Three months is a long time to take it easy for someone like Ben Thackwray.

The 27-year-old adventurer, of Yeadon, has run across the scorching Sahara desert and returned home in February after rowing across the Atlantic Ocean for more than 37 days.

Now he turns his mind to a two-man speed crossing of the world's second largest ice cap in Greenland.

His training starts in earnest next month with a test of endurance most people would not consider a warm-up.

Accompanied by a fellow part-time athlete, Mr Thackwray plans to tackle the three peaks of Pen-y-ghent, Whernside and Ingleborough three times back-to-back within 24 hours.

He said: "I've never managed to do this before. I did do just over two laps and I'm going back for revenge because I had to stop to avoid injury on third lap. I think it's only been done once before.

"I plan to run as much as possible, the last lap however, running will be a lose term - more like shuffling!"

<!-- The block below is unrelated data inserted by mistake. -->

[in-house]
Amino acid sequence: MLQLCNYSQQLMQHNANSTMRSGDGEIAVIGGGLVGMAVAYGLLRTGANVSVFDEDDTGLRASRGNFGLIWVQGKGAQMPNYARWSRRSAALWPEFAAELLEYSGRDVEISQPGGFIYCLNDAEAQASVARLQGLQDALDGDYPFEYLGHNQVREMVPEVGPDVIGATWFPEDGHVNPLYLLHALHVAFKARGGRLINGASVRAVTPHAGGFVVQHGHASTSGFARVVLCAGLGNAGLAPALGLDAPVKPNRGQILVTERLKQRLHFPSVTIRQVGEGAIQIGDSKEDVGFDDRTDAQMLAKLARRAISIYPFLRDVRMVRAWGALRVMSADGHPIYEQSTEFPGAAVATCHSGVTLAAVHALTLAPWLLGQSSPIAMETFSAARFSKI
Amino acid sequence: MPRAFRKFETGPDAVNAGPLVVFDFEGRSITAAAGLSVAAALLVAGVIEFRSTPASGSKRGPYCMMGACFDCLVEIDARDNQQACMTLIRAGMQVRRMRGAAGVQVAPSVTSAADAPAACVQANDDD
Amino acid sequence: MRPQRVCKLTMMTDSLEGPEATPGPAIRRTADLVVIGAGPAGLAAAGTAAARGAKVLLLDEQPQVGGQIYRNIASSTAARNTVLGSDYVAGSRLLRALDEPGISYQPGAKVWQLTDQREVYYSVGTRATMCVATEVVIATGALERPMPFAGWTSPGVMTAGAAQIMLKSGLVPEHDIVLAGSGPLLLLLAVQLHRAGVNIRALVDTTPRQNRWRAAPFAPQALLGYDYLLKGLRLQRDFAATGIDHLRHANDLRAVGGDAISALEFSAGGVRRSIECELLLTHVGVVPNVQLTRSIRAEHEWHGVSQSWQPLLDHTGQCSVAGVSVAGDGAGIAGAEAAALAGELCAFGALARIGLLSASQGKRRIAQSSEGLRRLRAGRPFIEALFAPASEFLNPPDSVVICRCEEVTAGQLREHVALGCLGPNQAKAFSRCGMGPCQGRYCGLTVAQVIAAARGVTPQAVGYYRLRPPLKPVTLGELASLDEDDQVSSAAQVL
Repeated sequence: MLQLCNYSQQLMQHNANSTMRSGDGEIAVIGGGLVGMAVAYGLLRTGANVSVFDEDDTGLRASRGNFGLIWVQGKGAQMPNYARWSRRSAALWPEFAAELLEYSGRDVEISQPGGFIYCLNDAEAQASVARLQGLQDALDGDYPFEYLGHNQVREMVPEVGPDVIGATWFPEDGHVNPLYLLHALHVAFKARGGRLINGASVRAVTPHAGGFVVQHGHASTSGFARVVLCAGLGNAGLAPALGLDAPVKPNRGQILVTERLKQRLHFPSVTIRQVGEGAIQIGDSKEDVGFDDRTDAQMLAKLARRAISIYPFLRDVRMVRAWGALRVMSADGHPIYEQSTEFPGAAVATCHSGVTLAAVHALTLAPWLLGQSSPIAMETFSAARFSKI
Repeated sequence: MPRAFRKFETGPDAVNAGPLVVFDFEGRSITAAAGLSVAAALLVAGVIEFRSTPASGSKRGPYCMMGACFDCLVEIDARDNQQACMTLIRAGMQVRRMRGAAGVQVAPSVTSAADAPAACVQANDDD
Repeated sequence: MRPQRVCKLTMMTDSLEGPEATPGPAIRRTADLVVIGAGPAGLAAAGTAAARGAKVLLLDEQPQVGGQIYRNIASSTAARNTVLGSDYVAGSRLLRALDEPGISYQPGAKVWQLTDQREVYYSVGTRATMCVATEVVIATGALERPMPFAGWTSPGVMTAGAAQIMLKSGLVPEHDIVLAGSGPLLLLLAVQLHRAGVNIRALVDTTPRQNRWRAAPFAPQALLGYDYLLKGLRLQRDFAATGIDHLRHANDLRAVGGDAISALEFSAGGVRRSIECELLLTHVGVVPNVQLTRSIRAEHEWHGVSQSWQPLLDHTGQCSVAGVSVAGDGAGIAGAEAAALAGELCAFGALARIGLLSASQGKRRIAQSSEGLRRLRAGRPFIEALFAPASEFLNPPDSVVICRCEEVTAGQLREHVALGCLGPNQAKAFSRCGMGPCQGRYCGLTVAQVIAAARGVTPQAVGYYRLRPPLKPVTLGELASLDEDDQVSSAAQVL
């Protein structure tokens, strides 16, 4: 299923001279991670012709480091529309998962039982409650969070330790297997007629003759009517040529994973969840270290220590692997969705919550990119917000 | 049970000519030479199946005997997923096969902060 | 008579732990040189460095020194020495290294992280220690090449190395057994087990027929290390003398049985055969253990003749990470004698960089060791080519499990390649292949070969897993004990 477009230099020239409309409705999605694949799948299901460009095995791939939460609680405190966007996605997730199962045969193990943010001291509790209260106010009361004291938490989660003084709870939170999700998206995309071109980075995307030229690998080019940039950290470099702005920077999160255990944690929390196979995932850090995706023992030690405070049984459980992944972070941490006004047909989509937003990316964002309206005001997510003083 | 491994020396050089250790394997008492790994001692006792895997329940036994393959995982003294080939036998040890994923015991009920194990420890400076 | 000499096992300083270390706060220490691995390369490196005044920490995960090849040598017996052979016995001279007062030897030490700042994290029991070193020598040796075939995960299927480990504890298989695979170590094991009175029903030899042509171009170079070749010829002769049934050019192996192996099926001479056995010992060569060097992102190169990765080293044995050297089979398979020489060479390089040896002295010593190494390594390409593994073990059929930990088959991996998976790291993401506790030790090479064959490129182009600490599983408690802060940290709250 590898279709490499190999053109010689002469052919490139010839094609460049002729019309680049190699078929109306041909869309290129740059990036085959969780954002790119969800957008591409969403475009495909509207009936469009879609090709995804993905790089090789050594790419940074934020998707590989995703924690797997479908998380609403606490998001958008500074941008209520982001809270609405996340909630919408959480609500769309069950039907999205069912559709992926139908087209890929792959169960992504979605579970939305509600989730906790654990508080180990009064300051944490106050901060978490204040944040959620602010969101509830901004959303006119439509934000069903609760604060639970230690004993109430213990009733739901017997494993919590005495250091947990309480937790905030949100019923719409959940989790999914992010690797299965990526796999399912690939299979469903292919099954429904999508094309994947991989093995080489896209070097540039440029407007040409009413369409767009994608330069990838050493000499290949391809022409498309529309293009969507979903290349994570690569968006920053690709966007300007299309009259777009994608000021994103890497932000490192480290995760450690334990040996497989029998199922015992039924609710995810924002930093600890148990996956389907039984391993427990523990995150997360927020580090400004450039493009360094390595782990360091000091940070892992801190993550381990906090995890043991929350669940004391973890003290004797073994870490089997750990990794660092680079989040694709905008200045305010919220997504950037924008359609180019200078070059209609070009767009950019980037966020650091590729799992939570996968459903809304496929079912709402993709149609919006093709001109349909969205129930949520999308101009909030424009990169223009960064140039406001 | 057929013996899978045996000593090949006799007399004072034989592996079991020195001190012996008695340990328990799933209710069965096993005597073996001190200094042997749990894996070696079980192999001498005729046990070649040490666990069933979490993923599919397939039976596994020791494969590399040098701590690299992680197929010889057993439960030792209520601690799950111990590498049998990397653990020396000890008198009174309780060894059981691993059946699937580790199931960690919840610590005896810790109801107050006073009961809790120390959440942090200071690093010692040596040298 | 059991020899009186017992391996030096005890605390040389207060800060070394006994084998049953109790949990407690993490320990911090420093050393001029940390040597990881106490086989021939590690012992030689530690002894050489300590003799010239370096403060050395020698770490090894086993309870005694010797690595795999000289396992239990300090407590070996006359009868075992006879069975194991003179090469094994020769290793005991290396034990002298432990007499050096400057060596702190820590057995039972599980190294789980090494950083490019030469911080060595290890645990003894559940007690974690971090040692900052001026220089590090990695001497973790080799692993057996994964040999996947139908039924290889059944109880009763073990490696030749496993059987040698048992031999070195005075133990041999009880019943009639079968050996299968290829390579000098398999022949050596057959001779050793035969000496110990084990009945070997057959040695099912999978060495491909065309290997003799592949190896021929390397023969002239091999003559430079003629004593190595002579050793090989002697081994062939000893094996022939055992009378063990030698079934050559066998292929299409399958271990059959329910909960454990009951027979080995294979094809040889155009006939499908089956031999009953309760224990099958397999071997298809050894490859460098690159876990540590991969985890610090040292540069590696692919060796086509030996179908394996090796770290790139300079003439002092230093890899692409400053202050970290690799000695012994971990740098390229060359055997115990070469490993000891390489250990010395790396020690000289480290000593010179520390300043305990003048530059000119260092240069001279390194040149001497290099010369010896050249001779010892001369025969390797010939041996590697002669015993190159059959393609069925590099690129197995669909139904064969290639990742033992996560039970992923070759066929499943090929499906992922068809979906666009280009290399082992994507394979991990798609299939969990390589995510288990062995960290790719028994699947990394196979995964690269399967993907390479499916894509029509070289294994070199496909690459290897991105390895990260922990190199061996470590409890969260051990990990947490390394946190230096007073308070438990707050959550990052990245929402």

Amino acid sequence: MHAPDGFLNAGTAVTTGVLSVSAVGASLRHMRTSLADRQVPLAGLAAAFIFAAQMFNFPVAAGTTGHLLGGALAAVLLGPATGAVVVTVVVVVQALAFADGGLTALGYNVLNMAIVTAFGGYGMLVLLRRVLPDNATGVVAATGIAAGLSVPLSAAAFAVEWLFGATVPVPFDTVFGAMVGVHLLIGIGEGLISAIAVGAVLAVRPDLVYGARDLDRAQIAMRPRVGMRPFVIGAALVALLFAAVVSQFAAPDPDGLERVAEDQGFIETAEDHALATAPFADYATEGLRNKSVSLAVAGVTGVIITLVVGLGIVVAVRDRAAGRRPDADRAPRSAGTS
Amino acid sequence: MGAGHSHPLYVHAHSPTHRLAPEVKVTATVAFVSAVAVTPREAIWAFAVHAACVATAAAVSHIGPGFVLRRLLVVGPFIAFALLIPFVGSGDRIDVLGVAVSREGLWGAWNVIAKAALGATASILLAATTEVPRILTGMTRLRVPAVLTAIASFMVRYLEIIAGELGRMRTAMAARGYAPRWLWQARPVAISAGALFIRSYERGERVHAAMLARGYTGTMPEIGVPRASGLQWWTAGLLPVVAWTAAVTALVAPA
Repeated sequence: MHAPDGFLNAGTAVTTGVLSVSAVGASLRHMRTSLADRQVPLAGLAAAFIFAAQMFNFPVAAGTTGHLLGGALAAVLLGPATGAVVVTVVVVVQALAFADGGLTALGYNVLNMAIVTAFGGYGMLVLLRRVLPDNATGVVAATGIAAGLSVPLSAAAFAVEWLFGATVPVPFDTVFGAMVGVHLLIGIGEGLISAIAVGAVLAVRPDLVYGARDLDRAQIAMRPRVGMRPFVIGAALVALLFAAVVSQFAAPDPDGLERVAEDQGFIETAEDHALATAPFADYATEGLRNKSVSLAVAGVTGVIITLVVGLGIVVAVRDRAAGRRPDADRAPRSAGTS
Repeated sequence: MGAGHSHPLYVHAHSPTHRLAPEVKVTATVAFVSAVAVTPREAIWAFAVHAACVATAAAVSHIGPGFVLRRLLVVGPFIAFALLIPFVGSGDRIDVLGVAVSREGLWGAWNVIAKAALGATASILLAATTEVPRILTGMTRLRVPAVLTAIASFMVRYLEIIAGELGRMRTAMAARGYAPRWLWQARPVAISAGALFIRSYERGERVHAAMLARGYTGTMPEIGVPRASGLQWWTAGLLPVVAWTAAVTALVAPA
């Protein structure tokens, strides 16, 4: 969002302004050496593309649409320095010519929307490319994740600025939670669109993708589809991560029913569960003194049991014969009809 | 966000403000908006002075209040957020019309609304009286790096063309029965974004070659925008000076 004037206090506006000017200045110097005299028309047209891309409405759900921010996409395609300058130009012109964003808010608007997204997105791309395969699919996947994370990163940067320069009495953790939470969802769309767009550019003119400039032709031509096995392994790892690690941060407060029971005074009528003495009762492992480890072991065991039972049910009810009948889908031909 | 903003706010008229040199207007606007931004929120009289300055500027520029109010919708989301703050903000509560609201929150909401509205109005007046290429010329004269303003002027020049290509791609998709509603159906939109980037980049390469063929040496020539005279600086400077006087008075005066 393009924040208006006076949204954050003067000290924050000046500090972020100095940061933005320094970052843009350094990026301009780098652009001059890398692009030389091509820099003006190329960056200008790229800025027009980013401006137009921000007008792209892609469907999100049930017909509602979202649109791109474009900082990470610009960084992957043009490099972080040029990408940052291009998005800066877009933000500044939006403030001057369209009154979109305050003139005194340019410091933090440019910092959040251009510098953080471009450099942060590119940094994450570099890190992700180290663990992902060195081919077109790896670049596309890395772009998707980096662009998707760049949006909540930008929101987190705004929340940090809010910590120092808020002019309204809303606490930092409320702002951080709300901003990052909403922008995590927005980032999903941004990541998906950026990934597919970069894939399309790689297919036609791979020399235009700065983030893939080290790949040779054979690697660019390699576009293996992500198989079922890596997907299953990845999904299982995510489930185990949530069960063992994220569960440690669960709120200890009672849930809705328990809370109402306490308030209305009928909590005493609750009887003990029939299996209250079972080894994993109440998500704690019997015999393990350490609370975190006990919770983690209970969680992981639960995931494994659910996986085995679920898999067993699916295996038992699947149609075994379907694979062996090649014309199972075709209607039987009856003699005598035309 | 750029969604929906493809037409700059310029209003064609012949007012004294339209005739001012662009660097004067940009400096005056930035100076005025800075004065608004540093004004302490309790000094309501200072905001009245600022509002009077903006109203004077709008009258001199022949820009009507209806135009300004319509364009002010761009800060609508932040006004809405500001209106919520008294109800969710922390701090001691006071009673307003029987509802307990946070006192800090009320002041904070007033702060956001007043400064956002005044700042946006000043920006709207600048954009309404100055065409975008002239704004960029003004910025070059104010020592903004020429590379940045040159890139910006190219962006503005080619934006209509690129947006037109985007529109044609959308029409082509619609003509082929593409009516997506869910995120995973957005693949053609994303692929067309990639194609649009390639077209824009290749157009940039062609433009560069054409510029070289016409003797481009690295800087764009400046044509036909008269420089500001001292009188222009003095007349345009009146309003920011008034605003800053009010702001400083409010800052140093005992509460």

It is an opportunity for him to test his endurance in the run up to Greenland next April. The ice cap spans around 600km and the expedition will be unsupported. Ben and his friend and fellow adventurer Jon Bailey will have to carry their food, clothing, camping and safety equipment and polar bear deterrents.

Of his three peaks challenge, he said: "It's good practice for Greenland as we aim to ignore the 24-hour clock and work hard for as long as we can before we need to rest.

"Ultra distance travel is a skill, you need to be competent at managing your own systems and be both physically and mentally hardy.

"We hope it shows sponsors for Greenland our capability and determination."

He is looking to attract corporate partnerships for the icy trek, known as the Endure expedition.

He hopes Greenland will help to prepare him for an attempt to ski to the South Pole. With the Atlantic row behind him, Ben hopes to climb Mount Everest and make it to the South Pole to complete a unique Adventure Trilogy by 2011.

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